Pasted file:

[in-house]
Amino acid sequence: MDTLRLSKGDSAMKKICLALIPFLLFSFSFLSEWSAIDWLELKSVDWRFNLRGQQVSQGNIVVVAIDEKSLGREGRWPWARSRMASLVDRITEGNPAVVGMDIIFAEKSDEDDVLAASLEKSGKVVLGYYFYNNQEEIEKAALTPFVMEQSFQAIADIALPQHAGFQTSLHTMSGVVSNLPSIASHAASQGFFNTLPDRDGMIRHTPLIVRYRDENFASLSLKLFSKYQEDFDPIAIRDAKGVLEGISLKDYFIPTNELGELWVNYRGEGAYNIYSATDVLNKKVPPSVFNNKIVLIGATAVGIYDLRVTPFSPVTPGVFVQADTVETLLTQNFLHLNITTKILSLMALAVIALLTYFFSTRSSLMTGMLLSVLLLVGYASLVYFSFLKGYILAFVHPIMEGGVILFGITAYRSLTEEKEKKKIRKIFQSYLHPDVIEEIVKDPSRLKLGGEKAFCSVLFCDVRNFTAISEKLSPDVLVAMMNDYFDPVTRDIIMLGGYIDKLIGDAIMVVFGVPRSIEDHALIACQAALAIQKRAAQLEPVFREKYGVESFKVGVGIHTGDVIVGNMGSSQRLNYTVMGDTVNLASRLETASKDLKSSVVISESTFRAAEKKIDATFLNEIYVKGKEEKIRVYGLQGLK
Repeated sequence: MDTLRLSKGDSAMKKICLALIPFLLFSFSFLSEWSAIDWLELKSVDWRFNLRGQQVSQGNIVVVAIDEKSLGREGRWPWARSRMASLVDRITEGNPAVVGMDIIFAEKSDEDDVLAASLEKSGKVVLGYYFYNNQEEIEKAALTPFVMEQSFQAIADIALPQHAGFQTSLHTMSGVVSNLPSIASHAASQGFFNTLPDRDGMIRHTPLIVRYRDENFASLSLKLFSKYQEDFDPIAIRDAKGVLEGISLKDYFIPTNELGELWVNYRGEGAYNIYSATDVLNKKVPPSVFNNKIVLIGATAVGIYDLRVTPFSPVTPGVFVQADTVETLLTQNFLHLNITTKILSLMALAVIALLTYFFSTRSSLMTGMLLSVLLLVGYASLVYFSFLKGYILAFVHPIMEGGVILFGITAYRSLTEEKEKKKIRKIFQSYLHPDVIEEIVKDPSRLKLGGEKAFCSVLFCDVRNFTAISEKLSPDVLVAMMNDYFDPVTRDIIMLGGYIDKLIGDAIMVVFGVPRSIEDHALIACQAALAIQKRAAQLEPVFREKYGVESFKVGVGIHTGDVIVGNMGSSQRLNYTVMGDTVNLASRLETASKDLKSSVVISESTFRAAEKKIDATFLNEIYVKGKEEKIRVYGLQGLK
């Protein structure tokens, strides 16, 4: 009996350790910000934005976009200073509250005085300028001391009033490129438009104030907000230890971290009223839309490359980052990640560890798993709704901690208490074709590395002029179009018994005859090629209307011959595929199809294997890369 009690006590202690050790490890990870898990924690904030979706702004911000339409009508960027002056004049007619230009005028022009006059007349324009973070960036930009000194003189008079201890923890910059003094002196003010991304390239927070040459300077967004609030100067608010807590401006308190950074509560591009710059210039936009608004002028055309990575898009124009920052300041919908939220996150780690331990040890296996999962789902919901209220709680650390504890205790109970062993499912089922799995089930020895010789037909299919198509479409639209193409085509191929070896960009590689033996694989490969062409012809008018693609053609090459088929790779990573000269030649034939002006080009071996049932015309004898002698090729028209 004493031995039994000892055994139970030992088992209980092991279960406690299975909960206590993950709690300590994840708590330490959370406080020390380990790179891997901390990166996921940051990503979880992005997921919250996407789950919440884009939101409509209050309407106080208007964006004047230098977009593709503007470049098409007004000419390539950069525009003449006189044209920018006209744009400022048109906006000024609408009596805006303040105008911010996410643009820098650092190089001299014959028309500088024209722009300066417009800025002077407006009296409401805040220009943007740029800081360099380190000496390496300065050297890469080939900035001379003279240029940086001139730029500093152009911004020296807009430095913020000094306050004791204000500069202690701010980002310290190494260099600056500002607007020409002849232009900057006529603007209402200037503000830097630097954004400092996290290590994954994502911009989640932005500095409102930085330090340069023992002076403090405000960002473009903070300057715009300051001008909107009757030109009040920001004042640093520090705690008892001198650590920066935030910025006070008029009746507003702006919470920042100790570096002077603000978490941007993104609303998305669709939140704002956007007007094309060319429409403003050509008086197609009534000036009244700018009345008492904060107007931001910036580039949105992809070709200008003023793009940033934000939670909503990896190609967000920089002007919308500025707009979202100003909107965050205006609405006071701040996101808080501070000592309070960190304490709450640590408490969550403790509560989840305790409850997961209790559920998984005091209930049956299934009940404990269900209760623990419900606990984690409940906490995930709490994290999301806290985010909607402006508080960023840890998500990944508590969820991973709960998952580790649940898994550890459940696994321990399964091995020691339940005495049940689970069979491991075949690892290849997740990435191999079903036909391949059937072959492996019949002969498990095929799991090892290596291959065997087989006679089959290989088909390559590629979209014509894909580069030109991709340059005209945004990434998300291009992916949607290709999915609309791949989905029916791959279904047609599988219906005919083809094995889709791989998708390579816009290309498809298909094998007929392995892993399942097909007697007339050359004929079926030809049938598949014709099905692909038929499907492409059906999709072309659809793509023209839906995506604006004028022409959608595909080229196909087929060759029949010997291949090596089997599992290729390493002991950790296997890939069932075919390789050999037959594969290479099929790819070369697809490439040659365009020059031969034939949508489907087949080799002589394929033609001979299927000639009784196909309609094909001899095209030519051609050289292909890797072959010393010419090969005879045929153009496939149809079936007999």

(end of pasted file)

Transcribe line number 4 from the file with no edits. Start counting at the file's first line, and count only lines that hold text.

């Protein structure tokens, strides 16, 4: 009996350790910000934005976009200073509250005085300028001391009033490129438009104030907000230890971290009223839309490359980052990640560890798993709704901690208490074709590395002029179009018994005859090629209307011959595929199809294997890369 009690006590202690050790490890990870898990924690904030979706702004911000339409009508960027002056004049007619230009005028022009006059007349324009973070960036930009000194003189008079201890923890910059003094002196003010991304390239927070040459300077967004609030100067608010807590401006308190950074509560591009710059210039936009608004002028055309990575898009124009920052300041919908939220996150780690331990040890296996999962789902919901209220709680650390504890205790109970062993499912089922799995089930020895010789037909299919198509479409639209193409085509191929070896960009590689033996694989490969062409012809008018693609053609090459088929790779990573000269030649034939002006080009071996049932015309004898002698090729028209 004493031995039994000892055994139970030992088992209980092991279960406690299975909960206590993950709690300590994840708590330490959370406080020390380990790179891997901390990166996921940051990503979880992005997921919250996407789950919440884009939101409509209050309407106080208007964006004047230098977009593709503007470049098409007004000419390539950069525009003449006189044209920018006209744009400022048109906006000024609408009596805006303040105008911010996410643009820098650092190089001299014959028309500088024209722009300066417009800025002077407006009296409401805040220009943007740029800081360099380190000496390496300065050297890469080939900035001379003279240029940086001139730029500093152009911004020296807009430095913020000094306050004791204000500069202690701010980002310290190494260099600056500002607007020409002849232009900057006529603007209402200037503000830097630097954004400092996290290590994954994502911009989640932005500095409102930085330090340069023992002076403090405000960002473009903070300057715009300051001008909107009757030109009040920001004042640093520090705690008892001198650590920066935030910025006070008029009746507003702006919470920042100790570096002077603000978490941007993104609303998305669709939140704002956007007007094309060319429409403003050509008086197609009534000036009244700018009345008492904060107007931001910036580039949105992809070709200008003023793009940033934000939670909503990896190609967000920089002007919308500025707009979202100003909107965050205006609405006071701040996101808080501070000592309070960190304490709450640590408490969550403790509560989840305790409850997961209790559920998984005091209930049956299934009940404990269900209760623990419900606990984690409940906490995930709490994290999301806290985010909607402006508080960023840890998500990944508590969820991973709960998952580790649940898994550890459940696994321990399964091995020691339940005495049940689970069979491991075949690892290849997740990435191999079903036909391949059937072959492996019949002969498990095929799991090892290596291959065997087989006679089959290989088909390559590629979209014509894909580069030109991709340059005209945004990434998300291009992916949607290709999915609309791949989905029916791959279904047609599988219906005919083809094995889709791989998708390579816009290309498809298909094998007929392995892993399942097909007697007339050359004929079926030809049938598949014709099905692909038929499907492409059906999709072309659809793509023209839906995506604006004028022409959608595909080229196909087929060759029949010997291949090596089997599992290729390493002991950790296997890939069932075919390789050999037959594969290479099929790819070369697809490439040659365009020059031969034939949508489907087949080799002589394929033609001979299927000639009784196909309609094909001899095209030519051609050289292909890797072959010393010419090969005879045929153009496939149809079936007999």